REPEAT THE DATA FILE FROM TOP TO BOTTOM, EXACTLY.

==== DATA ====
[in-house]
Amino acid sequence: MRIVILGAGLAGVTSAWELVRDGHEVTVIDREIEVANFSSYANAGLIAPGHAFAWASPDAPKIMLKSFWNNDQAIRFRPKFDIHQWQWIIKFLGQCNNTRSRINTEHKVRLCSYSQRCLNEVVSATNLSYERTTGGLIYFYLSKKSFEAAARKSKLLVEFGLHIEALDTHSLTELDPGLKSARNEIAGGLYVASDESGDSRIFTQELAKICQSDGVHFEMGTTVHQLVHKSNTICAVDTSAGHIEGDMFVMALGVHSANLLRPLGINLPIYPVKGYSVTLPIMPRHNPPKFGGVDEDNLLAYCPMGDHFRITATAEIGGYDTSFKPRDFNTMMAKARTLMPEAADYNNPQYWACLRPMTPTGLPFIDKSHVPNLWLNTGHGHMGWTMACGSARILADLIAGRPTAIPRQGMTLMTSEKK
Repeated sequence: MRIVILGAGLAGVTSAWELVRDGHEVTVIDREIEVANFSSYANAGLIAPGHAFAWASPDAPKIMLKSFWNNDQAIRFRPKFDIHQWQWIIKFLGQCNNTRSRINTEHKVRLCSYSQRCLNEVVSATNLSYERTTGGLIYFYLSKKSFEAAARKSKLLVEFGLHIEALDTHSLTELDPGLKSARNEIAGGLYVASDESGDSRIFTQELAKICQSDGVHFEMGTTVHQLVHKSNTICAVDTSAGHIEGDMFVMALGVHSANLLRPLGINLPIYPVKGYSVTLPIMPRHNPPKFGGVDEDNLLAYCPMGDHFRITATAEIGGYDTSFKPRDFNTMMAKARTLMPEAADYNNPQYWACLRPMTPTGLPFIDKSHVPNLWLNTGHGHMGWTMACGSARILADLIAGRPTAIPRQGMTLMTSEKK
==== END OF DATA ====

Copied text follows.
[in-house]
Amino acid sequence: MRIVILGAGLAGVTSAWELVRDGHEVTVIDREIEVANFSSYANAGLIAPGHAFAWASPDAPKIMLKSFWNNDQAIRFRPKFDIHQWQWIIKFLGQCNNTRSRINTEHKVRLCSYSQRCLNEVVSATNLSYERTTGGLIYFYLSKKSFEAAARKSKLLVEFGLHIEALDTHSLTELDPGLKSARNEIAGGLYVASDESGDSRIFTQELAKICQSDGVHFEMGTTVHQLVHKSNTICAVDTSAGHIEGDMFVMALGVHSANLLRPLGINLPIYPVKGYSVTLPIMPRHNPPKFGGVDEDNLLAYCPMGDHFRITATAEIGGYDTSFKPRDFNTMMAKARTLMPEAADYNNPQYWACLRPMTPTGLPFIDKSHVPNLWLNTGHGHMGWTMACGSARILADLIAGRPTAIPRQGMTLMTSEKK
Repeated sequence: MRIVILGAGLAGVTSAWELVRDGHEVTVIDREIEVANFSSYANAGLIAPGHAFAWASPDAPKIMLKSFWNNDQAIRFRPKFDIHQWQWIIKFLGQCNNTRSRINTEHKVRLCSYSQRCLNEVVSATNLSYERTTGGLIYFYLSKKSFEAAARKSKLLVEFGLHIEALDTHSLTELDPGLKSARNEIAGGLYVASDESGDSRIFTQELAKICQSDGVHFEMGTTVHQLVHKSNTICAVDTSAGHIEGDMFVMALGVHSANLLRPLGINLPIYPVKGYSVTLPIMPRHNPPKFGGVDEDNLLAYCPMGDHFRITATAEIGGYDTSFKPRDFNTMMAKARTLMPEAADYNNPQYWACLRPMTPTGLPFIDKSHVPNLWLNTGHGHMGWTMACGSARILADLIAGRPTAIPRQGMTLMTSEKK